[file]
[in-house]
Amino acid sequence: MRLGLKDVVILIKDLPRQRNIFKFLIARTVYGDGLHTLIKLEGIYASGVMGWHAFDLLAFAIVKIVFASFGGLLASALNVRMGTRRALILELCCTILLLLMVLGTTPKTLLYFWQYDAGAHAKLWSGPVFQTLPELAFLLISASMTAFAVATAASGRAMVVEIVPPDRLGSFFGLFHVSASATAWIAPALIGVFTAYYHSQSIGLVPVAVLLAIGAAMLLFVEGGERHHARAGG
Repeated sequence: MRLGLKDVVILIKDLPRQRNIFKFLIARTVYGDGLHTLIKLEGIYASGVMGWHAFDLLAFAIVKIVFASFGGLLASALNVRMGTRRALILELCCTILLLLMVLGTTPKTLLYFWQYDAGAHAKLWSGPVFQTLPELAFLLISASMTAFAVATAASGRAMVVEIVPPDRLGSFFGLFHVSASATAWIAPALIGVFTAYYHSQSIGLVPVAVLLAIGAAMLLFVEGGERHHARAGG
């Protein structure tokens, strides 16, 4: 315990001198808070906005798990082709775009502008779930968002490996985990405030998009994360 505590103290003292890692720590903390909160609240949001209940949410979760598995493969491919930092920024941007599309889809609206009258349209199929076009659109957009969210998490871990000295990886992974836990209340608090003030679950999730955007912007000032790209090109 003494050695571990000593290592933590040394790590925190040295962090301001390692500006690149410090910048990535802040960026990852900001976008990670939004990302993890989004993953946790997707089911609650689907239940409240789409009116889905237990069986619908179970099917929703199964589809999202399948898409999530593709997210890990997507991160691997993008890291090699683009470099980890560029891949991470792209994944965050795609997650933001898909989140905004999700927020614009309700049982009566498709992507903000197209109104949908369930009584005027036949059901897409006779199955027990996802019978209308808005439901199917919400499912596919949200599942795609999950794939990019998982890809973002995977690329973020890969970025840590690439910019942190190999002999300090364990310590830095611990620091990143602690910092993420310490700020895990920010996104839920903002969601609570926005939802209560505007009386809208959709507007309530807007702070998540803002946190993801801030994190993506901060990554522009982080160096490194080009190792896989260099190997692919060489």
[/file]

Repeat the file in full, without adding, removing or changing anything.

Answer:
[in-house]
Amino acid sequence: MRLGLKDVVILIKDLPRQRNIFKFLIARTVYGDGLHTLIKLEGIYASGVMGWHAFDLLAFAIVKIVFASFGGLLASALNVRMGTRRALILELCCTILLLLMVLGTTPKTLLYFWQYDAGAHAKLWSGPVFQTLPELAFLLISASMTAFAVATAASGRAMVVEIVPPDRLGSFFGLFHVSASATAWIAPALIGVFTAYYHSQSIGLVPVAVLLAIGAAMLLFVEGGERHHARAGG
Repeated sequence: MRLGLKDVVILIKDLPRQRNIFKFLIARTVYGDGLHTLIKLEGIYASGVMGWHAFDLLAFAIVKIVFASFGGLLASALNVRMGTRRALILELCCTILLLLMVLGTTPKTLLYFWQYDAGAHAKLWSGPVFQTLPELAFLLISASMTAFAVATAASGRAMVVEIVPPDRLGSFFGLFHVSASATAWIAPALIGVFTAYYHSQSIGLVPVAVLLAIGAAMLLFVEGGERHHARAGG
């Protein structure tokens, strides 16, 4: 315990001198808070906005798990082709775009502008779930968002490996985990405030998009994360 505590103290003292890692720590903390909160609240949001209940949410979760598995493969491919930092920024941007599309889809609206009258349209199929076009659109957009969210998490871990000295990886992974836990209340608090003030679950999730955007912007000032790209090109 003494050695571990000593290592933590040394790590925190040295962090301001390692500006690149410090910048990535802040960026990852900001976008990670939004990302993890989004993953946790997707089911609650689907239940409240789409009116889905237990069986619908179970099917929703199964589809999202399948898409999530593709997210890990997507991160691997993008890291090699683009470099980890560029891949991470792209994944965050795609997650933001898909989140905004999700927020614009309700049982009566498709992507903000197209109104949908369930009584005027036949059901897409006779199955027990996802019978209308808005439901199917919400499912596919949200599942795609999950794939990019998982890809973002995977690329973020890969970025840590690439910019942190190999002999300090364990310590830095611990620091990143602690910092993420310490700020895990920010996104839920903002969601609570926005939802209560505007009386809208959709507007309530807007702070998540803002946190993801801030994190993506901060990554522009982080160096490194080009190792896989260099190997692919060489």